Brian Martin was responding to query on ’poorly drafted’ clause in official guidance which appeared to permit use of combustible cladding in tall buildings

An ambiguous reply by a senior figure at the housing ministry to a question on whether ACM panels could be used in tall buildings was a typical response to fire safety queries, the Grenfell Inquiry was told.

Building Research Establishment (BRE) scientist Sarah Colwell said she was “used to seeing the style” of Brian Martin’s non-committal explanation of a confusing passage in official guidance dealing with cladding systems.

Thursday’s hearing was shown an email between Nick Jenkins, of cladding supplier Euroclad, to Martin seeking clarification on whether ACM cladding panels could be used on buildings taller than 18m. Martin was the policy lead for building regulations at the ministry.

Sarah Colwell 3

Sarah Colwell giving evidence to Thursday’s hearing

Building regulations on cladding systems stated at the time that the fire standard of “limited combustibility” only applied to “filler” materials, which was taken by many in the industry to mean materials used to fill gaps between insulation rather than the core of cladding panels.

Inquiry to the counsel Richard Millett QC said this month that the “poorly drafted” clause had led to a “10-year legacy of misunderstanding by the UK construction industry”.

Jenkins had initially sent his query to Colwell in January 2016, explaining that ACM panels “burn quite efficiently” and that he was aware of many tall residential buildings in the UK where the panels were being installed alongside combustible insulation materials.

Colwell then referred Jenkins to Martin, telling the inquiry that the housing department would be able to “take action more widely”.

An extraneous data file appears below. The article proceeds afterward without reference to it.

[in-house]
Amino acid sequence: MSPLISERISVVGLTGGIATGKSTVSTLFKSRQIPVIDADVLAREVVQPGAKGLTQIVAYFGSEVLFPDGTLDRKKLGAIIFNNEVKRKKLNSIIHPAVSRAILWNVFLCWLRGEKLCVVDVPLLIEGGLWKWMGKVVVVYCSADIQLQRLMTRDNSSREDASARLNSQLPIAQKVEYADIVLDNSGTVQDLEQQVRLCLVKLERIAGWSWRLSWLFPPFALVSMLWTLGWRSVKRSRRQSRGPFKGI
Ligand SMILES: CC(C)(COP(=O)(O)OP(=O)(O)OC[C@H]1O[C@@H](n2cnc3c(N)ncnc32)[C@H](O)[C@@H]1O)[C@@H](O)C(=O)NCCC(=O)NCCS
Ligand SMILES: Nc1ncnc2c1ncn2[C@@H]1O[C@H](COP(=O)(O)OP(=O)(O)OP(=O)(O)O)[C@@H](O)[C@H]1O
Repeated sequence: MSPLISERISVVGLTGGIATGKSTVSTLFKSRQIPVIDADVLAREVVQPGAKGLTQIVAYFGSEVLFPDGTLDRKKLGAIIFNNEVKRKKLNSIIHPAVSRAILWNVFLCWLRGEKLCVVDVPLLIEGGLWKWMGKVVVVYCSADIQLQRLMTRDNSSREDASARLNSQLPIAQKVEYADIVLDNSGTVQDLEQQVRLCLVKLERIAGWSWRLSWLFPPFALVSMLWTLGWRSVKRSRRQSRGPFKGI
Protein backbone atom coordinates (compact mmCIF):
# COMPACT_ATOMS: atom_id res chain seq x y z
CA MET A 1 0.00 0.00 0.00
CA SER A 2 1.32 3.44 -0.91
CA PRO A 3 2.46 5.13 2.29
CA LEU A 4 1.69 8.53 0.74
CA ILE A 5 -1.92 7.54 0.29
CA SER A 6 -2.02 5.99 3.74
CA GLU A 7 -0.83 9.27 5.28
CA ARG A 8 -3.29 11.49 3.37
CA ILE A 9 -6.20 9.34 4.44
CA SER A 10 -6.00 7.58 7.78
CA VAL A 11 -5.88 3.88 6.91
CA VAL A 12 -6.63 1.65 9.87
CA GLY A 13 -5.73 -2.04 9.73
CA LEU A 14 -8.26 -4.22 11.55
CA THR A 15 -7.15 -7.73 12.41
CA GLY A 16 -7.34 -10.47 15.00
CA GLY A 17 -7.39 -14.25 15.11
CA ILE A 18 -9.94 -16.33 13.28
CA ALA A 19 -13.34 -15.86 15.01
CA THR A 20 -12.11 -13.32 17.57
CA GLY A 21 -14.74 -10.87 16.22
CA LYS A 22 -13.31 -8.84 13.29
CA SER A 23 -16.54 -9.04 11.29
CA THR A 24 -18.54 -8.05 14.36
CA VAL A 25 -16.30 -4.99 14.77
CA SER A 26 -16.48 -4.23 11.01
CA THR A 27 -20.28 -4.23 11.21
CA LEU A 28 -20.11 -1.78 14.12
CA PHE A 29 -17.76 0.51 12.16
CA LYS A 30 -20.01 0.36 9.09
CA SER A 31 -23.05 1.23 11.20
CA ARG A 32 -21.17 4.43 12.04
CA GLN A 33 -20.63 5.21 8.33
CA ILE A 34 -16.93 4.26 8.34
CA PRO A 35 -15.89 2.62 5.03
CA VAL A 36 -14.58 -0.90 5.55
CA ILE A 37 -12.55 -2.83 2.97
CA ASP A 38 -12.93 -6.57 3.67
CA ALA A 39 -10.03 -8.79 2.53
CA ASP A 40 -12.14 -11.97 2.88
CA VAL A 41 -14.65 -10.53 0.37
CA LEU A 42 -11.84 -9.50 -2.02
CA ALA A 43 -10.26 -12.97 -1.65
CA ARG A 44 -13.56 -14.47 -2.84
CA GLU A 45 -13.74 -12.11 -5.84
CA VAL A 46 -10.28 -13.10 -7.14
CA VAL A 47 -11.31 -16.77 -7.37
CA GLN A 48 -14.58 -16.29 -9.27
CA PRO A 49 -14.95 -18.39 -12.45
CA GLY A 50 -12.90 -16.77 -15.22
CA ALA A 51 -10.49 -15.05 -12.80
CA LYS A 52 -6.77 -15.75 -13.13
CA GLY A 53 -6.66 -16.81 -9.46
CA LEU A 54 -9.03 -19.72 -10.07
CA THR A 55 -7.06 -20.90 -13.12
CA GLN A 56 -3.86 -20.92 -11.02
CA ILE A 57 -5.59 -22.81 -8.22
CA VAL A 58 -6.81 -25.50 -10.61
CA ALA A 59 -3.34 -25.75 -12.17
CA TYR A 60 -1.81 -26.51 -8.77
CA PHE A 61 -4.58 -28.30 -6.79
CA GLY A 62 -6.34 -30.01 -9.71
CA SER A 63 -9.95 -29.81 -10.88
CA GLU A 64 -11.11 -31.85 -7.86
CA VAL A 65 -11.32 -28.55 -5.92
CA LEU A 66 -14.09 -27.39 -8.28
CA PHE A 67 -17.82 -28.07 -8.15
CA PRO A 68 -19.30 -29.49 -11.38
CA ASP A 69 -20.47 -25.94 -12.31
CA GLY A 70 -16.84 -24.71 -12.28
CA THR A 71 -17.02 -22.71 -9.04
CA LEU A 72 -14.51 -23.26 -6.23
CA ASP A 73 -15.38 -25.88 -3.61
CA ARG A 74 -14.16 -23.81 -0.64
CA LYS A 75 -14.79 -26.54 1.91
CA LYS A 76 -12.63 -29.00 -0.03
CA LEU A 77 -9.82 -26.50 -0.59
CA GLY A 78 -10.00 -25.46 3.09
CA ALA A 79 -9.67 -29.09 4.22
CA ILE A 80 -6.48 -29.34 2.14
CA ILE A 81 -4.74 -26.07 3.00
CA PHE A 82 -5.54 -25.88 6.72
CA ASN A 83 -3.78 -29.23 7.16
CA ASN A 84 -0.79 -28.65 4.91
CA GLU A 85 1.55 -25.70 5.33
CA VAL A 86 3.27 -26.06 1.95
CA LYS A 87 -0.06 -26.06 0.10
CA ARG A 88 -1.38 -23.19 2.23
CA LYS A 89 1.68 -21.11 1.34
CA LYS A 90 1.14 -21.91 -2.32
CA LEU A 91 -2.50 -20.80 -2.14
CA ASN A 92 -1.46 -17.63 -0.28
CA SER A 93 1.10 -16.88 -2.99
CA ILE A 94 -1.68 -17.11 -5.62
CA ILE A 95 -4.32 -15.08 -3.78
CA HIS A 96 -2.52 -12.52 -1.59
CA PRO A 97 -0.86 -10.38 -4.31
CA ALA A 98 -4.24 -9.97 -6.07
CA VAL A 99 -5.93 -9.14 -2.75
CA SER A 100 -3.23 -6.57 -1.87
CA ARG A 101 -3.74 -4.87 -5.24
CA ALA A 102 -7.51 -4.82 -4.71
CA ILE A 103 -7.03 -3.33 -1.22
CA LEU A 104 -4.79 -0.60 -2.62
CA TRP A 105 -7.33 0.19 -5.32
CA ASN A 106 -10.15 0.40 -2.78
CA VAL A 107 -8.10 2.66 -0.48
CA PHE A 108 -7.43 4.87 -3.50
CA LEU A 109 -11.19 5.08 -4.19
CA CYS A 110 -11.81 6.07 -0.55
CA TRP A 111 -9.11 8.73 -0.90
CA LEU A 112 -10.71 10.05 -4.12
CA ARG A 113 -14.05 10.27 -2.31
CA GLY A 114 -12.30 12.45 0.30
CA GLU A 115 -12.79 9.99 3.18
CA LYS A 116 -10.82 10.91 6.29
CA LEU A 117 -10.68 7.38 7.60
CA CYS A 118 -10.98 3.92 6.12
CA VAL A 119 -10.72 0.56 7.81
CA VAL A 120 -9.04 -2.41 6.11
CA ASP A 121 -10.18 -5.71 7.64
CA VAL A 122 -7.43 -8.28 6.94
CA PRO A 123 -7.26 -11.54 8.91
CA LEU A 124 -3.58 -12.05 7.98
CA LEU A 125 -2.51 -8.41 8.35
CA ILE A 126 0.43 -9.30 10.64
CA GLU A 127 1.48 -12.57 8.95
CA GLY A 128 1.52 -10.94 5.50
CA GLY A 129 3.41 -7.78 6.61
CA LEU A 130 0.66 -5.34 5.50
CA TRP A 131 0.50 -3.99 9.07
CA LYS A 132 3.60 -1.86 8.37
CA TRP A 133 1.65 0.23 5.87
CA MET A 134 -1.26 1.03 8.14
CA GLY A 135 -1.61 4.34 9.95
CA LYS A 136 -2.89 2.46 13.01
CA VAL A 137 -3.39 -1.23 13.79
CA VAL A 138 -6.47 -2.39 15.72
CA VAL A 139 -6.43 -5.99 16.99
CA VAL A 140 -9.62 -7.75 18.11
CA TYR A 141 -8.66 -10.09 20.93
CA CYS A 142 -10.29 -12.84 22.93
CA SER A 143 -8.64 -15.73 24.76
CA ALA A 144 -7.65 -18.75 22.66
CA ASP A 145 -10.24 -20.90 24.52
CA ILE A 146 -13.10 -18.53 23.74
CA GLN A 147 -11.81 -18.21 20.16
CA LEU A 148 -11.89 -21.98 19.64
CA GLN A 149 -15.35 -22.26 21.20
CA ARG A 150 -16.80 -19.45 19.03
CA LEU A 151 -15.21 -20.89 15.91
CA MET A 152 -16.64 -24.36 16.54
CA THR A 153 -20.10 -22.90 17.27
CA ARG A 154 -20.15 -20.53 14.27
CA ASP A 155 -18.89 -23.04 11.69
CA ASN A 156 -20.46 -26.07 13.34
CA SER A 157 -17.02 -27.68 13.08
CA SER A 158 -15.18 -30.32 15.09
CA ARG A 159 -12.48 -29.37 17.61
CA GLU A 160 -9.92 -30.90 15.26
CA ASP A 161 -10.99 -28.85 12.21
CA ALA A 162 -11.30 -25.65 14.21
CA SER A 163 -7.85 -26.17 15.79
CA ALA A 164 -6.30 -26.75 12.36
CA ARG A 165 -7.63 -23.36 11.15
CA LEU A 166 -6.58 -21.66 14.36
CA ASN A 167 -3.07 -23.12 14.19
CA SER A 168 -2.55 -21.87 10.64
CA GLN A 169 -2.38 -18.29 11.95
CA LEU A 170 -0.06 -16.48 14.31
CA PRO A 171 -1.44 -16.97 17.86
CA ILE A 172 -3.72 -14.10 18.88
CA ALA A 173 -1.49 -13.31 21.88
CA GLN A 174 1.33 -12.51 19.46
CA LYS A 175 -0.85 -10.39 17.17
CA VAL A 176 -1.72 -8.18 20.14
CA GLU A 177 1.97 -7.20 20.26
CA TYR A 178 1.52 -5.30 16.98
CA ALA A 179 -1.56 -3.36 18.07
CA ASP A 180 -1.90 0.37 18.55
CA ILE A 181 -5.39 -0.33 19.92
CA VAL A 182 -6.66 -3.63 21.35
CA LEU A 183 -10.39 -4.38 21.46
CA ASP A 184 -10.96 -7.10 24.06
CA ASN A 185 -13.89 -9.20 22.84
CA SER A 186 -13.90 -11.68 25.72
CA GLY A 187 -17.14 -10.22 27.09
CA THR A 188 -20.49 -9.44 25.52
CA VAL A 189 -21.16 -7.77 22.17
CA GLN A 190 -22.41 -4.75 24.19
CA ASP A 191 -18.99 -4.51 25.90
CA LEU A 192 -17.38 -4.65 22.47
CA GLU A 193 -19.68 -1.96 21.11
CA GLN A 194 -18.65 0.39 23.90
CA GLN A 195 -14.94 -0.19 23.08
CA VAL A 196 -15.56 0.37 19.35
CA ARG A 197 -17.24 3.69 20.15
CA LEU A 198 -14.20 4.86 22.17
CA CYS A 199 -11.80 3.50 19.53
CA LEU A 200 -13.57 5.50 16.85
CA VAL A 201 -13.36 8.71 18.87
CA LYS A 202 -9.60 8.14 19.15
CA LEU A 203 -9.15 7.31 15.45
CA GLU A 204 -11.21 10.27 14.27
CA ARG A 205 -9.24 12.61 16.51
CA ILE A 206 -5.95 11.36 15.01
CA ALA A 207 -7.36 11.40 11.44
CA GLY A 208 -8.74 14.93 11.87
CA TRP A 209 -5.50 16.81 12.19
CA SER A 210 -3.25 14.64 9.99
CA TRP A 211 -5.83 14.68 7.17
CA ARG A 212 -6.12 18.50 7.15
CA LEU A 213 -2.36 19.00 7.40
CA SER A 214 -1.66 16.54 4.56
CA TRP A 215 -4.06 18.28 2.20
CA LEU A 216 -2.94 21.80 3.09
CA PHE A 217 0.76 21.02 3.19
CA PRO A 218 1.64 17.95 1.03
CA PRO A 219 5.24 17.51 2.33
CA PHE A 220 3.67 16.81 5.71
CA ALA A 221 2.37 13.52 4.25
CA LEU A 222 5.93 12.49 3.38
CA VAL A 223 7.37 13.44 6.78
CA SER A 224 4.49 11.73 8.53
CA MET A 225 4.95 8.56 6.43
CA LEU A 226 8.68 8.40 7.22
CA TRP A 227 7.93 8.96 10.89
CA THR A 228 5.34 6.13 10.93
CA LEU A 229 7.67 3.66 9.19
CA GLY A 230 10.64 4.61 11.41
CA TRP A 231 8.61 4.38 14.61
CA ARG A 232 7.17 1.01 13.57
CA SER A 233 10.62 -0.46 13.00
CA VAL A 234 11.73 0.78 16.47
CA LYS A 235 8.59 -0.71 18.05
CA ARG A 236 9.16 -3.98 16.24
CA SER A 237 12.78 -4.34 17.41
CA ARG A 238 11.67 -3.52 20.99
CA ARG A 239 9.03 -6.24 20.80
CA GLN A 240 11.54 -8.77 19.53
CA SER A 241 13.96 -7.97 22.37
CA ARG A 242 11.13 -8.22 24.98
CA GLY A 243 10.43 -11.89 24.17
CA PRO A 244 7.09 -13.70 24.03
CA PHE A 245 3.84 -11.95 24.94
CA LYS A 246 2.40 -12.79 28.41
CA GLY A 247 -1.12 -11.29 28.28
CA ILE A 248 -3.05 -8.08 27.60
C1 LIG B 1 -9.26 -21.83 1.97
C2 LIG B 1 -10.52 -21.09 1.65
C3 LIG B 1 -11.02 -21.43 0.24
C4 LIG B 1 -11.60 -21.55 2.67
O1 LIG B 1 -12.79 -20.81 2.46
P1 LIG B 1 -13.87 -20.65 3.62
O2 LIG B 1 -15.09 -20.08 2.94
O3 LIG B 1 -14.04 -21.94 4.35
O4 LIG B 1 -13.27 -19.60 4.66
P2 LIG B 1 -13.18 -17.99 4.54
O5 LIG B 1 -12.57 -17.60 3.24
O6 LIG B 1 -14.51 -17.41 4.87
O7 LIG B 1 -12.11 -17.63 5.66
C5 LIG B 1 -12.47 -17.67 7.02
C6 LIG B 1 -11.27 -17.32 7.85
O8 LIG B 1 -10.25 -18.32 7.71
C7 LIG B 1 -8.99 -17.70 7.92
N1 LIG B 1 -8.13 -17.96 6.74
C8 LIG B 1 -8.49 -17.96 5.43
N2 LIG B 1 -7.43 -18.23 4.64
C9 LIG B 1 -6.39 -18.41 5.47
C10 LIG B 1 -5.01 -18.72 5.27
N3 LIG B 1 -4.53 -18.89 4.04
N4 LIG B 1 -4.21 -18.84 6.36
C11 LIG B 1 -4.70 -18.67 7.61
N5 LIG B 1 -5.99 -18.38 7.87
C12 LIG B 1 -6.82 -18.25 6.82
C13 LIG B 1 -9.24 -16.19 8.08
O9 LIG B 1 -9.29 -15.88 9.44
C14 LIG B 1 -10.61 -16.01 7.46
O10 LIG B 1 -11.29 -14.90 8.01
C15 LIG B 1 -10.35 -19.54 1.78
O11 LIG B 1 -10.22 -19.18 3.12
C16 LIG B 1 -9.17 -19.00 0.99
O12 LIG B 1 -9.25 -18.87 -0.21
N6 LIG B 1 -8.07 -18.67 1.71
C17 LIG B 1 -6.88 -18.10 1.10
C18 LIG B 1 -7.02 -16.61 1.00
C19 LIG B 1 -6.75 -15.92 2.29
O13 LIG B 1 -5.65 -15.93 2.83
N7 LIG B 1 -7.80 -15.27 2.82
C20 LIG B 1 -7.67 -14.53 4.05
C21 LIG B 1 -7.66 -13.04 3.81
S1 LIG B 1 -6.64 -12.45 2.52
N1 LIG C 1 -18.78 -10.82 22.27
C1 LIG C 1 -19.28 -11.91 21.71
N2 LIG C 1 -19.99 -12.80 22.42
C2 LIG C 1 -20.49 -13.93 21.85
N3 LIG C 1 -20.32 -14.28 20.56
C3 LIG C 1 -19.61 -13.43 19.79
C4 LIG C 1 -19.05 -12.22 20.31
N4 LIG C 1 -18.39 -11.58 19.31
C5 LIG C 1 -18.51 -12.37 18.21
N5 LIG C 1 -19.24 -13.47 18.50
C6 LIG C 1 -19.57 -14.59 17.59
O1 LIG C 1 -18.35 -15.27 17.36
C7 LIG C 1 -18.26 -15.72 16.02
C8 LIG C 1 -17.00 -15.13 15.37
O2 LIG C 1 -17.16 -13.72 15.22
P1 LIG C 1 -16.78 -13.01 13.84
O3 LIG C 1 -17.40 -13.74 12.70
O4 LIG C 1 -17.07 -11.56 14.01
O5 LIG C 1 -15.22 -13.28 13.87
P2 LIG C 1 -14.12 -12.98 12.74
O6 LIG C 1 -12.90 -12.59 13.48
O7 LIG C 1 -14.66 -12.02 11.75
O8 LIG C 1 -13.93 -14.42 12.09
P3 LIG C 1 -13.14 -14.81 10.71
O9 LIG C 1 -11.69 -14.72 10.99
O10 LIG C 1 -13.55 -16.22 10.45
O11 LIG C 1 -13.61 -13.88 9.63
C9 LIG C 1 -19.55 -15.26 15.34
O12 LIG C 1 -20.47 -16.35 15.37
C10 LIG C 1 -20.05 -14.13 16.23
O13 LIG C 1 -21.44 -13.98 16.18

Jenkins forwarded his email to Martin, adding: ”This matter is currently the topic of much discussion in the construction industry and, if one thing is evident, it is that there is much confusion and misunderstanding.”

Martin’s response to Jenkins, in February, said: ”I think the core of an ACM panel could reasonably be considered to be a ’filler’. 

“So, unless the core material meets the ’rules’, then the [guidance] suggests a full-scale test.  

“However, if the designer and building control body choose to do something else, then that’s up to them.”

Colwell was asked by counsel to the inquiry Kate Grange QC what her reaction was to Martin not being able to give a “definitive answer” to the question. Colwell replied that the email was “very much the style” of Martin’s responses.

Asked if this was typical of the style in which Martin would respond to these kinds of queries, Colwell added: “I believe so. He… I can’t speak for him in the terms of how he writes, but that is typical of the type of response I had seen.”

Colwell, who admitted that she was “surprised” when reading Jenkins’ original email alerting her to the use of ACM on tall buildings, was also asked why the BRE did not put out a statement to the construction industry alerting it to the dangers of using ACM.

She said it was “not a route that BRE had taken in those circumstances”.

Grange said: “Why don’t we see presentations by the BRE, articles by the BRE?… why don’t we see anything from the BRE about the dangers associated with ACM PE, particularly from this point onwards, once – you know for sure at this point that it is being used on tall buildings.”

Colwell said: “We spoke where we were invited to speak.”

Earlier, the inquiry was shown an email exchange between David Metcalfe, director of the Centre for Window and Cladding Technology, an industry body which provides guidance on facades, and Stuart Taylor of facade engineer Wintech.

Taylor had been asking for advice on what cladding panels were compliant in a cladding system under official guidance.

Metcalfe replied that the ambiguous clause in the building regulations which referenced “filler” material “makes no reference to cladding panels… and the current view is that [this] does not apply to such materials”.

He suggested that the clause was “very poorly written and misleading, and needs clarifying ASAP”, adding: “I am very sorry that I cannot give you a definitive answer − the more we look into the fire regulations, the messier it becomes. 

“What is clear is that further guidance is needed.”

The inquiry continues.